Co-Authored by Ian Hood, Senior Manager, Service Provider Architecture & Dan Kurschner, Senior Manager, Service Provider Mobility
Business Challenge: Everything Goes Mobile
The dynamic state of the business of service providers is quite apparent these days, and perhaps this is most evident for the mobility providers as everyone and everything goes mobile. All of their consumers, be they individual or business, are clamoring for new capabilities that can automate their business and simplify their lives. In addition there is a new class (or breed) of consumer – “Things”. Whether it is the connected car, city, bus, or kitchen appliances, “Things” are increasingly using the mobile network. Many of these new services and applications are readily available from “Over the Top” (OTT) providers that do not necessarily have any network upon which to deliver them. The OTT business model is designed for service creation agility, leaving it up to the operators to provide network access, quality of experience, and service assurance while managing the exploding demands for bandwidth and spectrum.
Demand on mobile networks is growing at phenomenal rates and that pace is accelerating. Scaling networks up to now has been a hardware and bandwidth game, but operators must now scale their compute and control aspects as well, while delivering consistently reliable services. Effective network scaling will be driven by parallel software and automation of service creation to take advantage of on-demand resources. Of course, this won’t happen overnight, but like other technology evolutions in the past, the operators who embrace this opportunity, will lead the market. Most service providers want their business to be more than a simple connective pipe and are looking for ways to improve their service agility, while still providing service level guarantees. What can service providers do to reduce costs now, enabling them to invest in new services and expand their business? The move toward an open, agile and application-centric network make compelling sense as a potential solution to this conundrum.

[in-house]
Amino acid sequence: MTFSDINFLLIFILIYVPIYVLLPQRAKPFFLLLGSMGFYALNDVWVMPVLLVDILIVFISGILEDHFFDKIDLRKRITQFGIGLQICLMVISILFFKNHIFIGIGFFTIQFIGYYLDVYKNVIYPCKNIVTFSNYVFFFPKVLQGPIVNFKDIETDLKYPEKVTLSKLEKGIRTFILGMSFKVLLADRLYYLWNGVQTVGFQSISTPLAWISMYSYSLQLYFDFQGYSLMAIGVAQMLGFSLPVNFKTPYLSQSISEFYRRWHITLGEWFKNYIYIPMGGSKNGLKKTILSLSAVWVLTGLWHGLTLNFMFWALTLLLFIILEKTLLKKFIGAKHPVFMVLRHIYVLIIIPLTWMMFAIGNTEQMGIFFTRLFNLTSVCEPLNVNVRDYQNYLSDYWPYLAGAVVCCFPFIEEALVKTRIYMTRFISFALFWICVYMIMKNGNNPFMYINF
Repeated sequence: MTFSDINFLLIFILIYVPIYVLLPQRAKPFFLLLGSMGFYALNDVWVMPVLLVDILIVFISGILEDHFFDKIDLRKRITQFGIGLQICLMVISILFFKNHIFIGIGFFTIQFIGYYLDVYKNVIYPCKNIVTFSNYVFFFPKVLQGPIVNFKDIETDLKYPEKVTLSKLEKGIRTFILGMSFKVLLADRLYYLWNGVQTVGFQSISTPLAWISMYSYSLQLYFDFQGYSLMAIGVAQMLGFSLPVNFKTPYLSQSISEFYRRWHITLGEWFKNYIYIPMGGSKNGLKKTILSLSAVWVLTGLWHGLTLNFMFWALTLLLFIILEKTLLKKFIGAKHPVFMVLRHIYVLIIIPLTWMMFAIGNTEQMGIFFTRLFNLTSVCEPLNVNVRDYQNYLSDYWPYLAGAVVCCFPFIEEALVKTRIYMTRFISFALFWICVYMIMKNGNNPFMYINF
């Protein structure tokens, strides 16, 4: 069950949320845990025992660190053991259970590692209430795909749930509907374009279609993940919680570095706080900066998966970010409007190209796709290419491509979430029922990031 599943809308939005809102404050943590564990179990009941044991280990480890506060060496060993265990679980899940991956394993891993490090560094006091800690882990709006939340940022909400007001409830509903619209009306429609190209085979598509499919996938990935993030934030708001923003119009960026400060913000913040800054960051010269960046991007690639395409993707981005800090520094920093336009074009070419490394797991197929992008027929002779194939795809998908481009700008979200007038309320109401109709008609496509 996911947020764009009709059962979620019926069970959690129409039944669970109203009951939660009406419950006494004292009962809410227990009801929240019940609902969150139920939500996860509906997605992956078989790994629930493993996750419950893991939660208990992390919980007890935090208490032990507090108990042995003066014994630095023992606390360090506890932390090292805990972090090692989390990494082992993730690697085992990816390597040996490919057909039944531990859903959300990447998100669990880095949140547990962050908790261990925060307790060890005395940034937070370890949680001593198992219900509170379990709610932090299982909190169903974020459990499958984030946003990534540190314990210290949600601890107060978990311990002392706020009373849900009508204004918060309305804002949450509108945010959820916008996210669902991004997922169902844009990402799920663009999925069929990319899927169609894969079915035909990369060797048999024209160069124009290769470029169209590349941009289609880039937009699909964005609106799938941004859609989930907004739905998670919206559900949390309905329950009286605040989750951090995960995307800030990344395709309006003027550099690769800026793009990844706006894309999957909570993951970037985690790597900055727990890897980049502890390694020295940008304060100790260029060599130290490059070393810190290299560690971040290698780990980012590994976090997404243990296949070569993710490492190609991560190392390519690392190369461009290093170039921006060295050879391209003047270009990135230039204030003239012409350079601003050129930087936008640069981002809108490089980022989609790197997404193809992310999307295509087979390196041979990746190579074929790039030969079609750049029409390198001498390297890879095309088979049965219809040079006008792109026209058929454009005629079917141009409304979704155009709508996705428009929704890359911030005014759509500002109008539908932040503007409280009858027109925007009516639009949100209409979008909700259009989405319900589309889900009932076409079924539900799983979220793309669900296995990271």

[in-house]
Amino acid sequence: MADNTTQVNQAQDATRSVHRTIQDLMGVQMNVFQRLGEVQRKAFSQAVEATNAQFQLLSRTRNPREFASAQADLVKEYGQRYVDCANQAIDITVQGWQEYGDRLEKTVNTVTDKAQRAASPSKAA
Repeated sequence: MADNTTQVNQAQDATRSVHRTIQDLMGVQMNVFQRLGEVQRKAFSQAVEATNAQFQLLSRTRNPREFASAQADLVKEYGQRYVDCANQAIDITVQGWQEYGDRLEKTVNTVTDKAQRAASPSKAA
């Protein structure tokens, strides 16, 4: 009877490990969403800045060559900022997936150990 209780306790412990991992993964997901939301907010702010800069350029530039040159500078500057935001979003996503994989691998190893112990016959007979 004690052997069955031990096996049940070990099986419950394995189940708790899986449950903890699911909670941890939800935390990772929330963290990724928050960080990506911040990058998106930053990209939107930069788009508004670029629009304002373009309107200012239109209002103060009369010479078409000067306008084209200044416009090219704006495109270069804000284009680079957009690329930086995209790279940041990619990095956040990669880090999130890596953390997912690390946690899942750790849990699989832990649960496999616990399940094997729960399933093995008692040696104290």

Choices: How Do We Use SDN and NFV?
Software defined networks (SDN) and network functions virtualization (NFV) are still fairly nascent technologies in the marketplace. Service providers are investigating their options that leverage and combine the benefits of these technologies while vendors need to deliver and prove the viability of their solutions. “Technology must solve problems and improve the bottom line”. Service providers are looking at strategy and solutions from their traditional technology partners and from a host of new players hoping to take advantage of this shift in the industry. NFV is more than just an evolution of the operator network to cloud, but is really a transformation away from a collection of multiple isolated networks and custom built operations to an open ecosystem and orchestrated set of virtualized software functions. Combining NFV, SDN and contributions from open source software communities (e.g OpenStack, Open Daylight) will enable operators to realize an evolving business model in the face of strong market demands and competition from a host of agile new players.
Service providers are looking for technology and business partners that are viable (will be around tomorrow) who can help them innovate, deliver, and scale. But what are the criteria for success?
A few key questions to ask potential partners:
- Is this solution designed to fully deliver all of the services that will scale and meet the demands of my target customers?
- How well can this virtualized solution work within our existing network and service architecture?
- How “Open” is their solution in terms of using standards and open source software?